The word frivolous is thrown around way too often in legal contexts, and usually is used inaccurately.
In everyday life, to call something frivolous is essentially to call it unserious, e.g., “stop with the frivolous pursuits and get a job.” But in the world of litigation, it means something different, because most legal disputes are over shades of gray.
Just as an example, suppose two sides are fighting over whether a particular expert should be allowed to testify at trial. Each side is likely to articulate a position, citing to law, as to why their desired outcome is correct. Because the court is going to resolve this issue, one side’s argument is going to be more convincing than the other’s (perhaps significantly so), but it’s rare that the losing side had no point whatsoever.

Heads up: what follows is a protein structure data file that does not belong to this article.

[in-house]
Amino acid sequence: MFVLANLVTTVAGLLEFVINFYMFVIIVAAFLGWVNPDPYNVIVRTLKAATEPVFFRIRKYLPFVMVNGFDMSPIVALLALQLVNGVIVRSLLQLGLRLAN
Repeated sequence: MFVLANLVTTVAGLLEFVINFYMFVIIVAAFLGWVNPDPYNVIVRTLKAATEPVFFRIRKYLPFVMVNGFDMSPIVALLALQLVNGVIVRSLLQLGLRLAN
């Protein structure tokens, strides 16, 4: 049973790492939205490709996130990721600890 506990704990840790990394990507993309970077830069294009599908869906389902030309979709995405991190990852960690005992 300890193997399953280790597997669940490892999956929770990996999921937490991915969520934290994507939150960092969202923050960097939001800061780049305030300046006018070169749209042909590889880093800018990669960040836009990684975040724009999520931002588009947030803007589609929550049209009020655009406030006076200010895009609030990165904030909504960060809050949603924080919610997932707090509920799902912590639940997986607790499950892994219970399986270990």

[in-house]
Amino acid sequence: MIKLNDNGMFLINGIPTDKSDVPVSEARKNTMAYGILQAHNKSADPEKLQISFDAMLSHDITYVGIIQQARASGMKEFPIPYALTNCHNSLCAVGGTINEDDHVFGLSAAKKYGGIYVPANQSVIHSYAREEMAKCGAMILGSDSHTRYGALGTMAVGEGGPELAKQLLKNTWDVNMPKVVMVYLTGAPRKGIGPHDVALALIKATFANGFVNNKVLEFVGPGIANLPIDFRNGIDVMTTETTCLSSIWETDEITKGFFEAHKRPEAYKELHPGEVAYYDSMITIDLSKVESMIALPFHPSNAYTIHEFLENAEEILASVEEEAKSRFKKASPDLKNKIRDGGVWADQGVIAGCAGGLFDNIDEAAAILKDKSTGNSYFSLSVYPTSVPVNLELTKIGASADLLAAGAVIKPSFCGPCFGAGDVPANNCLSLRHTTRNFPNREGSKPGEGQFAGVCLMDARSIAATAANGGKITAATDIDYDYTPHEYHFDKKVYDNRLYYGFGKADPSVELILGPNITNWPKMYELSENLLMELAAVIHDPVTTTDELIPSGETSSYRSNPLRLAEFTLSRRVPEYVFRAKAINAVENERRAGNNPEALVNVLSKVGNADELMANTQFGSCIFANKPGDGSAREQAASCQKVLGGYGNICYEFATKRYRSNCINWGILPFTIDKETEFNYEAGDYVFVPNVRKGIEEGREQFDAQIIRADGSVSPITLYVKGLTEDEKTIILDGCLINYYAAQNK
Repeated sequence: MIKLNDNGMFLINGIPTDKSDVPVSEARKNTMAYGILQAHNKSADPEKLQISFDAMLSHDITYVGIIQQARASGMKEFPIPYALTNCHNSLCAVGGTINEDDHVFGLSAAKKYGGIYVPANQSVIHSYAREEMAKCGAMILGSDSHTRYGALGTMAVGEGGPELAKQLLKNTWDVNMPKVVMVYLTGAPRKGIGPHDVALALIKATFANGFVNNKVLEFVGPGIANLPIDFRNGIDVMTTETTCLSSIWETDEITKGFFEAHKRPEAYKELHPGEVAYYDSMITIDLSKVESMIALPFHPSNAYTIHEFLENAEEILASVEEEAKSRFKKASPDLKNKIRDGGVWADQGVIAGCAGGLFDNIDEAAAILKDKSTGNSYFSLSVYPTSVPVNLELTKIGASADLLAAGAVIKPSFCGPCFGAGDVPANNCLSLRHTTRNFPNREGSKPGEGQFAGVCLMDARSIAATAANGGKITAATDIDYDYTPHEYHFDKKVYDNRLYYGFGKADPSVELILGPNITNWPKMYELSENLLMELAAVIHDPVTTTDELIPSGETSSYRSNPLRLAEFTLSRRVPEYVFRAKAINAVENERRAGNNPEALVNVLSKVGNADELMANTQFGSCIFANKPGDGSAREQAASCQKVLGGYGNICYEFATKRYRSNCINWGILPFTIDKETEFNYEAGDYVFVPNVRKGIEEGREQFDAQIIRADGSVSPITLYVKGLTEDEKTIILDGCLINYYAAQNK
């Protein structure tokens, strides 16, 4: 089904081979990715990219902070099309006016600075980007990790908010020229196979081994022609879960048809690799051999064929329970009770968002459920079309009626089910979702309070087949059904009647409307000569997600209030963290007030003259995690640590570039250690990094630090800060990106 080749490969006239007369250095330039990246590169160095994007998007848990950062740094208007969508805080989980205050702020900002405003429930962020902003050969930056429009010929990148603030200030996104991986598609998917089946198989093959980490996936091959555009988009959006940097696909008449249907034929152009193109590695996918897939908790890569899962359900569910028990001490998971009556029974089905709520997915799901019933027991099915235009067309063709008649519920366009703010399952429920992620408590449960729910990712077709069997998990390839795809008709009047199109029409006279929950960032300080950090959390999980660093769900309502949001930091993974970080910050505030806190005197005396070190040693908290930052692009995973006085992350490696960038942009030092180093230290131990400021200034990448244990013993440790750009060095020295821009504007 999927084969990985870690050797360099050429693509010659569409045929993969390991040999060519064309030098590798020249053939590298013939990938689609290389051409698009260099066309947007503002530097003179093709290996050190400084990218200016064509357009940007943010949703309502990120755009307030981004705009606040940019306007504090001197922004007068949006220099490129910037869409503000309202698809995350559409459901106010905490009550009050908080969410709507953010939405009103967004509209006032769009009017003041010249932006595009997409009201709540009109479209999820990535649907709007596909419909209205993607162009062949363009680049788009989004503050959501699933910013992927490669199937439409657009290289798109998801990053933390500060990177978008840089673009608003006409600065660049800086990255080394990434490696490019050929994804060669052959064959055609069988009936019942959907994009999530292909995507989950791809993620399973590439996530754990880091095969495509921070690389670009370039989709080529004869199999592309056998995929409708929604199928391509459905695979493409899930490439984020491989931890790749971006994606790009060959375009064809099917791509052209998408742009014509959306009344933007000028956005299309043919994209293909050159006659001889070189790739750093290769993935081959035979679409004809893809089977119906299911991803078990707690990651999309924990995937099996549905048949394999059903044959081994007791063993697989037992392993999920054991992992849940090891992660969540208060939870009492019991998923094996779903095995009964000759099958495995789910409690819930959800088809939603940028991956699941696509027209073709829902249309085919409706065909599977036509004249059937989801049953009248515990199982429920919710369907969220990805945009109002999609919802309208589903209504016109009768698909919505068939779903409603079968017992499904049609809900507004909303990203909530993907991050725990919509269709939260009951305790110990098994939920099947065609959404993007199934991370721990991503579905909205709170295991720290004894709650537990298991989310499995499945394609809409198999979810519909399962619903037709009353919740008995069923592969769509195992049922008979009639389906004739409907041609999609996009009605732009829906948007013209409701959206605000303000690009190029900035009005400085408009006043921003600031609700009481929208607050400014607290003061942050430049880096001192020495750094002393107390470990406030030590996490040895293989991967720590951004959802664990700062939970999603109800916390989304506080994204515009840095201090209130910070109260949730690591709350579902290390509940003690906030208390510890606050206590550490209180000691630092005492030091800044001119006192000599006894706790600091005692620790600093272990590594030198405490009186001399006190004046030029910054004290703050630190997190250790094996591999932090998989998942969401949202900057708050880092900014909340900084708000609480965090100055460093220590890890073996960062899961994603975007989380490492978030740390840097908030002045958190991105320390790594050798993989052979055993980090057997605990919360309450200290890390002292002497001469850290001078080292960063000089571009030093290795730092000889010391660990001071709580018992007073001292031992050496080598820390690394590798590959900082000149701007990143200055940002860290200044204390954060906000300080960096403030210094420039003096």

Too often, people in litigation label something frivolous when what they really mean is “a weak argument/one I don’t like.” Frivolousness is actually reserved for these rare occasions in which a filing is devoid of merit and is typically brought for an improper purpose, such as to harass or delay.
So it’s not just bringing a lawsuit/motion that ultimately is a loser, or even claims that are dubious. Rather, it’s bringing a suit (or filing an Application) that self-evidently has no basis to exist.